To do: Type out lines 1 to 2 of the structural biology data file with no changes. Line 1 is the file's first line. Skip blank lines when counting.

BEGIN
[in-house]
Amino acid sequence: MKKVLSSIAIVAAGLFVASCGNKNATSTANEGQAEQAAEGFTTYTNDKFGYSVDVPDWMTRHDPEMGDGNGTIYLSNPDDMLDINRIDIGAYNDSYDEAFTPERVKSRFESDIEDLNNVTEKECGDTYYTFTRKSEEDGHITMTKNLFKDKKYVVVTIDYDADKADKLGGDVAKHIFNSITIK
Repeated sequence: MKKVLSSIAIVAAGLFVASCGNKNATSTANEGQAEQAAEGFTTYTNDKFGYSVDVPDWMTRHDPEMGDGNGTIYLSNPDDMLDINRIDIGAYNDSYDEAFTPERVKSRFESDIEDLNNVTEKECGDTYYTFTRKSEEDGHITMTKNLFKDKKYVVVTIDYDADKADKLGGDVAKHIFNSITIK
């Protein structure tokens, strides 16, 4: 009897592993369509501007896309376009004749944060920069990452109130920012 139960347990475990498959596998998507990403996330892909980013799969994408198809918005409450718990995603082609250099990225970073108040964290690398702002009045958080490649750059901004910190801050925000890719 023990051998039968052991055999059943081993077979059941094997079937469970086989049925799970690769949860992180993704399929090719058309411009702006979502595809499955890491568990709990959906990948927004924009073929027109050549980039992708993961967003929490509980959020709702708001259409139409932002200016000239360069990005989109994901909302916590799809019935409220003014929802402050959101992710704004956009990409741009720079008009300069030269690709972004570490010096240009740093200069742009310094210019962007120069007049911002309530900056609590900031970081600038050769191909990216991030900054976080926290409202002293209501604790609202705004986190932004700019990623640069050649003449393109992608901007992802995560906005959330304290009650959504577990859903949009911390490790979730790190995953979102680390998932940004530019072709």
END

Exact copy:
[in-house]
Amino acid sequence: MKKVLSSIAIVAAGLFVASCGNKNATSTANEGQAEQAAEGFTTYTNDKFGYSVDVPDWMTRHDPEMGDGNGTIYLSNPDDMLDINRIDIGAYNDSYDEAFTPERVKSRFESDIEDLNNVTEKECGDTYYTFTRKSEEDGHITMTKNLFKDKKYVVVTIDYDADKADKLGGDVAKHIFNSITIK